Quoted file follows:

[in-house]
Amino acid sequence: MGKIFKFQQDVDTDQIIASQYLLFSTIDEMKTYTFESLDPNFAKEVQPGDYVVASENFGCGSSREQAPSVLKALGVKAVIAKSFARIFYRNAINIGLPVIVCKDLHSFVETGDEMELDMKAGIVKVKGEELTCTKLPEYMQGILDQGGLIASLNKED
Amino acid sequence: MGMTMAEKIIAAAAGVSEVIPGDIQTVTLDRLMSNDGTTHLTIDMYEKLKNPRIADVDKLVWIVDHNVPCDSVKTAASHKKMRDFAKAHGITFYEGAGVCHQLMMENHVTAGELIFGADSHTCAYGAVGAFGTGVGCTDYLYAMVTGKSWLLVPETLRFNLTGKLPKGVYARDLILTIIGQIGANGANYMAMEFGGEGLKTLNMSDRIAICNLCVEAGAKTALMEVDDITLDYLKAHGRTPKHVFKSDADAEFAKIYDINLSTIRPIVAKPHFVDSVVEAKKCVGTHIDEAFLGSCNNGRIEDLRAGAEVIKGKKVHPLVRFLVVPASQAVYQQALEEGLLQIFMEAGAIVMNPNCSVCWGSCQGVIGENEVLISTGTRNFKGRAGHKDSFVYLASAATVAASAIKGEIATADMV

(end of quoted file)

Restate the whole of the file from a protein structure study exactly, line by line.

[in-house]
Amino acid sequence: MGKIFKFQQDVDTDQIIASQYLLFSTIDEMKTYTFESLDPNFAKEVQPGDYVVASENFGCGSSREQAPSVLKALGVKAVIAKSFARIFYRNAINIGLPVIVCKDLHSFVETGDEMELDMKAGIVKVKGEELTCTKLPEYMQGILDQGGLIASLNKED
Amino acid sequence: MGMTMAEKIIAAAAGVSEVIPGDIQTVTLDRLMSNDGTTHLTIDMYEKLKNPRIADVDKLVWIVDHNVPCDSVKTAASHKKMRDFAKAHGITFYEGAGVCHQLMMENHVTAGELIFGADSHTCAYGAVGAFGTGVGCTDYLYAMVTGKSWLLVPETLRFNLTGKLPKGVYARDLILTIIGQIGANGANYMAMEFGGEGLKTLNMSDRIAICNLCVEAGAKTALMEVDDITLDYLKAHGRTPKHVFKSDADAEFAKIYDINLSTIRPIVAKPHFVDSVVEAKKCVGTHIDEAFLGSCNNGRIEDLRAGAEVIKGKKVHPLVRFLVVPASQAVYQQALEEGLLQIFMEAGAIVMNPNCSVCWGSCQGVIGENEVLISTGTRNFKGRAGHKDSFVYLASAATVAASAIKGEIATADMV